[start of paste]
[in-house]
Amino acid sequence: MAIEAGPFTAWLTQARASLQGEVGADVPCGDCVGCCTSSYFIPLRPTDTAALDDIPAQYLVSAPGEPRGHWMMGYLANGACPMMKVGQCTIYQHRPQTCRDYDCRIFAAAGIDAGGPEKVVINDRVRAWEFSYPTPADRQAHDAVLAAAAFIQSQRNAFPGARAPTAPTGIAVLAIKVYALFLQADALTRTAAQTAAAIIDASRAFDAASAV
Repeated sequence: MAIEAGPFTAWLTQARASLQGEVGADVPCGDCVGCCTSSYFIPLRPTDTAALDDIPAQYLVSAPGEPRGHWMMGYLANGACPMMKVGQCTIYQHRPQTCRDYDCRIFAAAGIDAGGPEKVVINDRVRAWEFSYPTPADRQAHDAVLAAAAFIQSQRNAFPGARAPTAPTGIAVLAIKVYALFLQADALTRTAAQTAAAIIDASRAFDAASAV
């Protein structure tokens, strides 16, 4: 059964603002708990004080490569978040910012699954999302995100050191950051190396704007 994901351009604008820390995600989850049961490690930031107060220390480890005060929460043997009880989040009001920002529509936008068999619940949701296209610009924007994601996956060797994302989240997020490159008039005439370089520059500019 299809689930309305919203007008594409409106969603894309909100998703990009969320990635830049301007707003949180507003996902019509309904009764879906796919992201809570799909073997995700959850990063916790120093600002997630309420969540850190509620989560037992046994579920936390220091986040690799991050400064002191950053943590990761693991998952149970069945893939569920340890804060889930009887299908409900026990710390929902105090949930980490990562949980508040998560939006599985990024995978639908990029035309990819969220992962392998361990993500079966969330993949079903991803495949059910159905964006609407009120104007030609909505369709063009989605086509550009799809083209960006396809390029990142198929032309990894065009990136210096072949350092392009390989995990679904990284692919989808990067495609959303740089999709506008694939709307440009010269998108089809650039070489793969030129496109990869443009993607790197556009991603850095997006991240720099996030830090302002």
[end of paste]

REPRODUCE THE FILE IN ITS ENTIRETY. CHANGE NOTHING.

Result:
[in-house]
Amino acid sequence: MAIEAGPFTAWLTQARASLQGEVGADVPCGDCVGCCTSSYFIPLRPTDTAALDDIPAQYLVSAPGEPRGHWMMGYLANGACPMMKVGQCTIYQHRPQTCRDYDCRIFAAAGIDAGGPEKVVINDRVRAWEFSYPTPADRQAHDAVLAAAAFIQSQRNAFPGARAPTAPTGIAVLAIKVYALFLQADALTRTAAQTAAAIIDASRAFDAASAV
Repeated sequence: MAIEAGPFTAWLTQARASLQGEVGADVPCGDCVGCCTSSYFIPLRPTDTAALDDIPAQYLVSAPGEPRGHWMMGYLANGACPMMKVGQCTIYQHRPQTCRDYDCRIFAAAGIDAGGPEKVVINDRVRAWEFSYPTPADRQAHDAVLAAAAFIQSQRNAFPGARAPTAPTGIAVLAIKVYALFLQADALTRTAAQTAAAIIDASRAFDAASAV
């Protein structure tokens, strides 16, 4: 059964603002708990004080490569978040910012699954999302995100050191950051190396704007 994901351009604008820390995600989850049961490690930031107060220390480890005060929460043997009880989040009001920002529509936008068999619940949701296209610009924007994601996956060797994302989240997020490159008039005439370089520059500019 299809689930309305919203007008594409409106969603894309909100998703990009969320990635830049301007707003949180507003996902019509309904009764879906796919992201809570799909073997995700959850990063916790120093600002997630309420969540850190509620989560037992046994579920936390220091986040690799991050400064002191950053943590990761693991998952149970069945893939569920340890804060889930009887299908409900026990710390929902105090949930980490990562949980508040998560939006599985990024995978639908990029035309990819969220992962392998361990993500079966969330993949079903991803495949059910159905964006609407009120104007030609909505369709063009989605086509550009799809083209960006396809390029990142198929032309990894065009990136210096072949350092392009390989995990679904990284692919989808990067495609959303740089999709506008694939709307440009010269998108089809650039070489793969030129496109990869443009993607790197556009991603850095997006991240720099996030830090302002």